We are surprised to find that M VII–XIX are not an epitome but a verbal repetition of J XVII–XXIX. They are derived mainly(VII–XV) from F XXXVIII–XLVII, on the elbow; XVI–XVIII, on the wrist, have no extant original, and XIX, on the fingers, does not appear to be an abridgment of the long account in J LXXX.
There seems no reasonable doubt, from the nature of the case, the style of the writing and peculiarities of language, that the epitome was made by the author of Mochlicon and afterwards transferred to Joints to fill up a vacancy. A reader of the latter observes a sudden change of style, the appearance of new words(ἐξαίφνης for ἐξαπίνης) and a whole string of depraved infinitives;1 but the section is in perfect harmony with the rest of Mochlicon.
M XX–XXIV abbreviate the very full account of thigh dislocations in J LI–LX, while the directions for reduction, given at length in J LXX–LXXVIII, are condensed into M XXV.
M XXVI–XXXI on knee, ankle and foot repeat the phenomenon of VII–XIX. They correspond verbally with J LXXXII–LXXXVII and are epitomized from Fractures X–XIV—except XXVI, on the knee, which is, in part, from F XXXVII. We shall find that J LXXXII–LXXXVII form part of an appendix to the original treatise.
M XXXII condenses the account of club foot given in J LXII.
M XXXIII–XXXV deal with compound dislocations,
loss or amputation of parts, gangrene and necrosis. They are derived from J LXIII–LXIX.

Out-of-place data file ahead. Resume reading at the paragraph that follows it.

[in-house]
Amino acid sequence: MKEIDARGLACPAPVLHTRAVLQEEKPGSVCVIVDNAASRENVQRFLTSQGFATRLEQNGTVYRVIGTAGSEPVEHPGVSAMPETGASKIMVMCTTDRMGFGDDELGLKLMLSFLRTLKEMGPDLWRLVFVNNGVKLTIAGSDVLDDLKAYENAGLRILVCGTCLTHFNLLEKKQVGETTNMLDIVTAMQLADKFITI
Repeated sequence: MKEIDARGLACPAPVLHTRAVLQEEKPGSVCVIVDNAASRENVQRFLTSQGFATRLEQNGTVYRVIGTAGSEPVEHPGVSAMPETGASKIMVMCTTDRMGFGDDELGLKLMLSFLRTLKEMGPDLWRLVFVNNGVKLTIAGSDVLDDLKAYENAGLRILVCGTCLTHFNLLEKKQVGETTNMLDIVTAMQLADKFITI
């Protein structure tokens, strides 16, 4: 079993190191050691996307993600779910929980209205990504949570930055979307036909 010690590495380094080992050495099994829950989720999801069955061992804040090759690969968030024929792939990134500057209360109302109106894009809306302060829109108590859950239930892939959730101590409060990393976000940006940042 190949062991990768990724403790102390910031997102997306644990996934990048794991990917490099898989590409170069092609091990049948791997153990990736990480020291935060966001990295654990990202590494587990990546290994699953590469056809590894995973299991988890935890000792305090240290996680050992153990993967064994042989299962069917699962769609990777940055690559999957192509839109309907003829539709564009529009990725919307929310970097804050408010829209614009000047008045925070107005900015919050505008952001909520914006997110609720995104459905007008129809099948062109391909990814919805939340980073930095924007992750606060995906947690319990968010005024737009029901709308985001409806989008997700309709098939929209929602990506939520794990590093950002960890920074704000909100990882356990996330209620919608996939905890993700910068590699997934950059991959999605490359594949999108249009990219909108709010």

M XXXVI feebly represents the long account of spinal curvature in J XLI–XLVI, also fracture and contusion of the ribs, J XLIX.
In XXX VII M begins to go to pieces. It is based partly on J XLI, partly on J L, and the rest of the treatise is a mass of confused notes on dislocations and fractures, often hardly intelligible, but obviously all taken from Fractures–Joints. Imbedded in it is a paragraph(XXXIX) on disease of the palate corresponding almost verbally with passages in Epidemics II, IV, and VI; and interesting as showing that Mochlicon, like Surgery, has some connection with the middle division of this series.
Fractures and Joints may now be summarized briefly. About one-fourth of Fractures deals with dislocations. The first seven chapters treat fracture of the forearm in detail as a typical case. Chapter VIII fracture of the upper arm: IX–XXIII dislocations of the foot and ankle, and fractures of the lower limb. We are surprised to be told in chapter IX that dislocation of the wrist has already been mentioned. The remainder is devoted partly(XXIV–XXXVII) to compound fractures, and partly(XXXVIII–XLVIII) to dislocations of the elbow, with a few words on dislocation of the knee(XXXVIII) and fracture of the olecranon.
Joints begins similarly with a sample case, dislocation of the shoulder-joint, described in great detail(I–XII). Then comes fracture of the collarbone and its dislocation(XIII–XVI). Next(XVII–XXIX) is the interpolation from Mochlicon, on elbow, wrist, and finger-joints. Injuries of the jaw, nose